In his speech on Tuesday, the President singled out the gun lobby for obstructing meaningful gun safety legislation, which has had a long and lucrative relationship with members of Congress, and called on citizens to be just as impassioned, committed, and organized about passing reforms. Enter Igor Volsky, who has taken to his Twitter account to connect legislators' offers of "thoughts and prayers" after mass shootings with NRA contributions to their campaigns. Bob talks with Volsky, a contributing editor at Think Progress, about his project and the NRA's current messaging strategy.
"Hammer of Los" by John Zorn
BOB: From WNYC in New York this is On the Media, I’m Bob Garfield.
BROOKE: And I’m Brooke Gladstone.
OBAMA:The United States of America is not the only country on Earth with violent or dangerous people. We are not inherently more prone to violence. But we are the only advanced country on Earth that sees this kind of mass violence erupt with this kind of frequency. It doesn't happen in other advanced countries. It’s not even close.
BROOKE: On Tuesday President Obama, finally made good on his repeated threats to try and take our guns away … at least that’s what some pundits, and would-be presidents, would have you believe.
CRUZ: The word that President Obama is once again going to abuse his power in order to seize our guns, sadly surprises nobody…
NBC: Former Arkansas governor Mike Huckabee, part of his statement, “In America we believe in the Constitution, not confiscation, dictatorship, or kings and Obama’s newest assault on the second amendment is blatant, belligerent abuse of power.”
Moreover, a Fox News journalist declared that the President’s tears upon recalling the Newtown massacre , were of the crocodile variety
ANDREA TANTAROS:I would check that podium for a raw onion or some No More Tears. I mean it’s not really believable. “And the award goes to.” We are in award season.
But that’s immaterial, as well as moronic.What matters is, two days later he took his impassioned plea for action on what he called “common-sense gun safety measures” on the road in a televised town hall held in Fairfax, Virginia.
OBAMA: If we can combine gun safety with sensible background checks and other steps, we’re not going to end gun violence but we can lessen it.
BOB: In both of his appearances this week the President stressed the need for action from citizens on behalf of gun reform, but he didn’t shy away from giving credit for obstruction where he thought credit was due. Here he was on Tuesday:
OBAMA: The gun lobby may be holding Congress hostage right now, but they cannot hold America hostage. (Applause)
BOB: The gun lobby and specifically its principal representative: the National Rifle Association. Whatever your views on the NRA, it’s certainly had a lucrative, relationship with many members of Congress for a very long time. Here’s a clip from a piece I reported for NPR’s All Things Considered back in 1994 when I was shadowing the late Sonny Bono on his first day in Congress:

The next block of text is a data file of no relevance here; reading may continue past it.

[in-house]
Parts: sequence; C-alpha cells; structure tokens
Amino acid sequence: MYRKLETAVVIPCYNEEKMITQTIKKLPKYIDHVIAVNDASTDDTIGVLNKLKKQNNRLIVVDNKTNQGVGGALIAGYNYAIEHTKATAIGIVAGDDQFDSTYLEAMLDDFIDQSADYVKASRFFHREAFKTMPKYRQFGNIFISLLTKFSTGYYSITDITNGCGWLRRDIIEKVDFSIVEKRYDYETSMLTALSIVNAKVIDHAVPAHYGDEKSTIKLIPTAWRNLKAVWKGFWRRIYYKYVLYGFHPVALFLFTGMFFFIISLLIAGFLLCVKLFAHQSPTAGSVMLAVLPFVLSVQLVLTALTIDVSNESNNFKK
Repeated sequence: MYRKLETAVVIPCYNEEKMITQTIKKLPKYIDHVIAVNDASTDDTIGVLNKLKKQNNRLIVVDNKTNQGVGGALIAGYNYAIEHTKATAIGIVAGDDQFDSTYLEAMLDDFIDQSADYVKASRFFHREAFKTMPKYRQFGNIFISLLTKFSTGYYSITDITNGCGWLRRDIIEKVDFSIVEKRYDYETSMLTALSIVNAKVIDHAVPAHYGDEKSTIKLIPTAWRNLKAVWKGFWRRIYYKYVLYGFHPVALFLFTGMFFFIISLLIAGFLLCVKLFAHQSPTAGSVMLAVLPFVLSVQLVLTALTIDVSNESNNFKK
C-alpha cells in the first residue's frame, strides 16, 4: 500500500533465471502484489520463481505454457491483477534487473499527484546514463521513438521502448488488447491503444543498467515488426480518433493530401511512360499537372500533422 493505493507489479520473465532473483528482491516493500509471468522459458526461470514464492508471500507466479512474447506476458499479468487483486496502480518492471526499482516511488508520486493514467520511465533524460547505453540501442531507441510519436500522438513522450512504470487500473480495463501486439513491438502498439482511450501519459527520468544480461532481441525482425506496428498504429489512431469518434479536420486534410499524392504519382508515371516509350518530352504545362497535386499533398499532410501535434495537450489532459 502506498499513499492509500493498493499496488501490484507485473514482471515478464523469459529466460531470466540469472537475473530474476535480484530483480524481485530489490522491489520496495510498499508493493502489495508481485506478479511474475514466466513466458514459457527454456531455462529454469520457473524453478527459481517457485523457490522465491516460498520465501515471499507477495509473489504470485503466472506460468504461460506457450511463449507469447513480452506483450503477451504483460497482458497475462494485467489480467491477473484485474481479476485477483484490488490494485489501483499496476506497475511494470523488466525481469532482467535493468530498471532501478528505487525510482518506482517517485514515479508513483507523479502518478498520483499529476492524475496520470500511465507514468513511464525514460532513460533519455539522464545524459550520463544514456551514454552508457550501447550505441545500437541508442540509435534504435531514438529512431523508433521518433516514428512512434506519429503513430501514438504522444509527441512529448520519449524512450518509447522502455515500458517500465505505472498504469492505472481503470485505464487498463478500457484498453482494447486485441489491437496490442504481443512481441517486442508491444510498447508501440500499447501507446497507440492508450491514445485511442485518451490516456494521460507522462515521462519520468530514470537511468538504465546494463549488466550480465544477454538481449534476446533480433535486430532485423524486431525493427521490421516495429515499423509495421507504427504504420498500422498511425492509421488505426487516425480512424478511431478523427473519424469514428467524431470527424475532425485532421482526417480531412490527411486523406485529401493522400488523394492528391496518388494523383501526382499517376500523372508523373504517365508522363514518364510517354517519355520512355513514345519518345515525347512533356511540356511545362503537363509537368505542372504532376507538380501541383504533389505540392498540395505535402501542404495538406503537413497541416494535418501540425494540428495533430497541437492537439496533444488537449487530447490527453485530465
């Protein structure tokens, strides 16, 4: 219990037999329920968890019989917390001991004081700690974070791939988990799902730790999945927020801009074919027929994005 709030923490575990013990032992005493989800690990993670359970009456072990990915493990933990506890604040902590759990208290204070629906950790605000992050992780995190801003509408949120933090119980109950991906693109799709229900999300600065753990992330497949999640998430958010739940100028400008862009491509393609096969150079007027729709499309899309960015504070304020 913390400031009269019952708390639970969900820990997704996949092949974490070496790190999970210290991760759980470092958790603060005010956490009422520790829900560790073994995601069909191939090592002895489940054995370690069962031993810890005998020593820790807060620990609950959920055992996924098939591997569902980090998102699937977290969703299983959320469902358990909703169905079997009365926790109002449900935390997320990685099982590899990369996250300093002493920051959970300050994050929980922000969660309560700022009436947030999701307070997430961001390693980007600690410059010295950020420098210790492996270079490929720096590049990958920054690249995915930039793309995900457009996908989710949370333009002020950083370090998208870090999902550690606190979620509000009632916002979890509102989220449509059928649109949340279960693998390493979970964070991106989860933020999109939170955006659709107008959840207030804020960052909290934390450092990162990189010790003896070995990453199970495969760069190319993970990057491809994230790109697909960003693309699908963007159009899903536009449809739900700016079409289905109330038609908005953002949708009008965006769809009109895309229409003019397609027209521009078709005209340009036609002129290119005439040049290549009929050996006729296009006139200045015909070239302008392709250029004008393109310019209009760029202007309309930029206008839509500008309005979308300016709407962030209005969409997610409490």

VINTAGE BOB: But Bono is being taken seriously. He even had a visit from the National Rifle Association, a delegation of board members just stopping by to say, hey.
NRA MAN: We wish to impress upon him the importance of supporting the Second Amendment to keep and bear arms. Our job here is to make sure that he remembers who elected him into office.
BROOKE: That’s also Igor Volsky’s job, only he’s working to ensure that we remember as well. Volsky is a contributing editor to Think Progress. In the wake of recent shootings, he’s taken to Twitter, assiduously connecting the condolences of legislators to NRA cash.
BOB: For instance, when Senate Majority Leader Mitch McConnell tweeted: The senseless loss of innocent life in #SanBernardino defies explanation. Our thoughts are w/ the victims and their families...
BROOKE: Volsky tweeted: NRA dumped $922K into McConnell’s re-elect bid, so when it comes to preventing gun violence, all u get is this tweet
BOB: Igor Volsky, welcome to On the Media.
VOLSKY: Good to be here.
VOLSKY: Thanks for having me.
BOB: Some context first, if we can. Think Progress is non partisan, but one of the lefty, MSNBC, Salon dot com, The Nation, usual suspects of progressive thought, is it not?
VOLSKY: We like to think of ourselves as a progressive research blog that's affiliated for the Center for American Progress here in DC.
BOB: Okay I'll take that as a yes. Anyway, you weren't always on the gun beat. You actually covered health policy. And now you're all guns all the time, why?
VOLSKY: What really changed for me was Newtown Connecticut. The way that story broke and the way every single mass shooting has really unfolded from this press perspective. We know what the first story looks like, what the day after story looks like. And so of course when the San Bernardino shootings happened and you saw everybody following the same script including of course the Republican lawmakers who expressed their thoughts and their prayers, but do absolutely nothing, that for me was a real tipping point.